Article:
The Streak Is Over For Jeopardy's Second-Biggest Winner Julia Collins discusses her winning streak, which was the longest ever for a female contestant on the Jeopardy! game show.


And the streak has ended for Jeopardy Julia, the 31-year-old Chicagoan woman who won 20 games in a row on "Jeopardy," making her the game's longest winning female contestant ever. Julia Collins lost last night after accumulating more than $400,000 in winnings. The question that took her down was this - Winning for 1999, this New England writer is the last person to win an Oscar for adapting his own novel.


ALEX TREBEK: We come to Julia Collins now, our champion. And her response was Michael Shaven - is incorrect. So it's going to cost you everything you had as we go to Brian Loughnane.

He had the lead at $12,600 and he wrote down the correct response. John Irving, the author of "Cider House Rules." And he is our new champion with $22,600...

HOBSON: Well, Julia Collins joins us from NPR's New York studios. Julia, welcome to HERE AND NOW and congratulations.

JULIA COLLINS: Thank you. And thank you for having me.

HOBSON: Well, you were doing so well last night. What happened there?

COLLINS: You know, it just takes a couple questions that you get wrong or somebody else gets right and the balance of the game shifts. It can happen in a snap. And that's kind of what happened.

HOBSON: Did you worry about putting so much up there for the Final Jeopardy question?

COLLINS: If I had to do it again, I might not have bet quite so much. But, you know, I'd never been in second place going into Final Jeopardy before. The 20 games before that, I'd been in first place. And so this was kind of new territory for me.

And I know there's the right ways and the wrong ways to wager in that kind of situation, and I picked what I think a lot of people would consider the wrong way. I think of it as the Ricky Bobby, "Talladega Nights" approach - if you're not first, you're last.

But, you know, I went into Final Jeopardy every day thinking, I'm going to get the question right. I'm going to know the right response. And yesterday was no different. And, you know, some days I did and some days I didn't.

And, you know, unfortunately for me I didn't know the answer. And then Brian, who is the new champion, he did. And, you know, it kind of didn't matter that I bet it all because he was going to win with the right answer regardless. He was in first place. He bet to win. He bet to have more than double my money. And that was kind of what I expected him to do. You know, congratulations to him. That's how it goes.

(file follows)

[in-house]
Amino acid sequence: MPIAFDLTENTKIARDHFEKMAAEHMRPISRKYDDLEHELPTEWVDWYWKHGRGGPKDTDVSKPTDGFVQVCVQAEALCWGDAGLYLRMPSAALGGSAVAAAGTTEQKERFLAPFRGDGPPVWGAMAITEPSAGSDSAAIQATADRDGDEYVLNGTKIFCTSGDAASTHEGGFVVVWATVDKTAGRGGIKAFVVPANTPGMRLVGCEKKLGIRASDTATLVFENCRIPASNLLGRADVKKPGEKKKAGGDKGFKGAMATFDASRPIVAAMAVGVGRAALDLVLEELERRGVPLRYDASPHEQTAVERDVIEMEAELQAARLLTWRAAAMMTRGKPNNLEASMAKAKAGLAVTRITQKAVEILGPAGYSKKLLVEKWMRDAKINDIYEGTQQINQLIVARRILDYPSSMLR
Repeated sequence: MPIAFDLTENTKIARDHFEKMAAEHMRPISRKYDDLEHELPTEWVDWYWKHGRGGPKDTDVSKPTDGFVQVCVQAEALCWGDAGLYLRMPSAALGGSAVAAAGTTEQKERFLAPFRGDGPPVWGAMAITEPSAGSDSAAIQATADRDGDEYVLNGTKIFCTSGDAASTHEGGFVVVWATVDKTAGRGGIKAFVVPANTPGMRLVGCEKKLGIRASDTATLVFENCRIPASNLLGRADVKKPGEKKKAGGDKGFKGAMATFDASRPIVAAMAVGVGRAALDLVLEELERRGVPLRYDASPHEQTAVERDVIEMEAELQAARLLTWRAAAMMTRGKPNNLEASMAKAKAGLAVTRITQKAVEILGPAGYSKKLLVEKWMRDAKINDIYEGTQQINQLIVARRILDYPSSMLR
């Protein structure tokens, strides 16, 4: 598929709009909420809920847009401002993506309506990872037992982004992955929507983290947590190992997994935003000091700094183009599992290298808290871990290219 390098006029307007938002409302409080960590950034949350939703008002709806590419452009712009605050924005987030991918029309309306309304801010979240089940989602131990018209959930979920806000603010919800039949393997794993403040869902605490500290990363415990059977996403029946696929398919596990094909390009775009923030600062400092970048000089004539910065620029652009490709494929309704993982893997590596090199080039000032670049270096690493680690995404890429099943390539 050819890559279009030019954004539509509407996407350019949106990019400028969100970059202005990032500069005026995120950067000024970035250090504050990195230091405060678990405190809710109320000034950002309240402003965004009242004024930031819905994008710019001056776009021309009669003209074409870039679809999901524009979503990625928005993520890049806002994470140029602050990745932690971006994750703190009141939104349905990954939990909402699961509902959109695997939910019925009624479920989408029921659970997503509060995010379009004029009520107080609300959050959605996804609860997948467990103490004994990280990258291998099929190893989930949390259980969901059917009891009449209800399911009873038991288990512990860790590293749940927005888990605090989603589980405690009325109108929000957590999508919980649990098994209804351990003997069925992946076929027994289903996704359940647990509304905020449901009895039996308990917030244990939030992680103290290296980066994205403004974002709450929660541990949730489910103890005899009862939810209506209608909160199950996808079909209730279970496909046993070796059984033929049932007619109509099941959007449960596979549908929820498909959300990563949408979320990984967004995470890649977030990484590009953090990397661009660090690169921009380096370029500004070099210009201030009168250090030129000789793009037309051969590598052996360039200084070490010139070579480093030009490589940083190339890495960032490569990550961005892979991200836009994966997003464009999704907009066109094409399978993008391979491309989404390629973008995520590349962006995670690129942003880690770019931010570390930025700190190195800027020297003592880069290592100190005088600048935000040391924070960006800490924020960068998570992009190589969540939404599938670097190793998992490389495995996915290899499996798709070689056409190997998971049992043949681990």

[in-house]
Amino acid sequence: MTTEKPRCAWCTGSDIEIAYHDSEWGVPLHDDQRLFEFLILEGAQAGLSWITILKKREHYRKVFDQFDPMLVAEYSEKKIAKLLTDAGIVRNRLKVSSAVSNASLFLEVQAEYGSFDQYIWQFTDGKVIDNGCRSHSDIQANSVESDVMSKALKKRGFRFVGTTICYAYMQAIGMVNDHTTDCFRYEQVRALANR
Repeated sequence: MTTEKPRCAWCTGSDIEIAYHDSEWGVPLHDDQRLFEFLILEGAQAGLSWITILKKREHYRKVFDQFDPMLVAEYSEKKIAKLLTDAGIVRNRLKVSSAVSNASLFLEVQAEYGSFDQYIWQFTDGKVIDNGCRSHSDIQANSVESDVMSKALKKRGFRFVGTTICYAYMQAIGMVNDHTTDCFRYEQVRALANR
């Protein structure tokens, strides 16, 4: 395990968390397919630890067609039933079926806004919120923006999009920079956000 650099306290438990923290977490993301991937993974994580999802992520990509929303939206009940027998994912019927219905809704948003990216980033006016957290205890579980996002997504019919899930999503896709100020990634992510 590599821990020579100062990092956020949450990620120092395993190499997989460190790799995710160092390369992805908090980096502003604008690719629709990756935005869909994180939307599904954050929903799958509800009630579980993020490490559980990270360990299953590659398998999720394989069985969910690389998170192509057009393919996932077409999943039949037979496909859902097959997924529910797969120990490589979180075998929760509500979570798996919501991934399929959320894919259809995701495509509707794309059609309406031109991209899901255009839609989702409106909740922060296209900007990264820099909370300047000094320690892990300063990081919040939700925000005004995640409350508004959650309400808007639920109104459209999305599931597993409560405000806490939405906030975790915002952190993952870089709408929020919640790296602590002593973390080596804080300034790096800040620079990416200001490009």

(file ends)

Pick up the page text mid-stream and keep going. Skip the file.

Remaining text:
HOBSON: Now, unlike Arthur Chu, who had an 11-game winning streak, you did not use the kind of controversial tactics that he did. One of the things he did was to jump around the board looking for the Daily Double. He told us back in February why he did that.

BRIDGID CHU: The main thing is that if you get the Daily Doubles early, those are the points in the game where the game can swing really heavily one way or another. Getting the Daily Double is so important because it's not just a chance for you to double up the money that you have, if you don't know the daily double, it's a chance for you to bet small and take away an opponent's chance to double up their money.

HOBSON: Now, why didn't you use a strategy like that? I guess you didn't need to in the end. But why did you decide not to go the route that Arthur Chu did?

COLLINS: I just didn't think it was that important. I'd be curious to know how many Daily Doubles he found, percentage wise, compared to how many I found. I would be surprised if it was a huge difference, although I could be wrong about that.

My strategy was to hit the buzzer first and get the answer right. If you're in control of the board, you're in control of the board, no matter how you go about it.

HOBSON: Well, and you certainly did that through a long stretch of shows. Let's listen to you here on your 18th show.


TREBEK: In the 17th century this country's East India Company took over the Moluccas and controlled the world clove trade. Julia?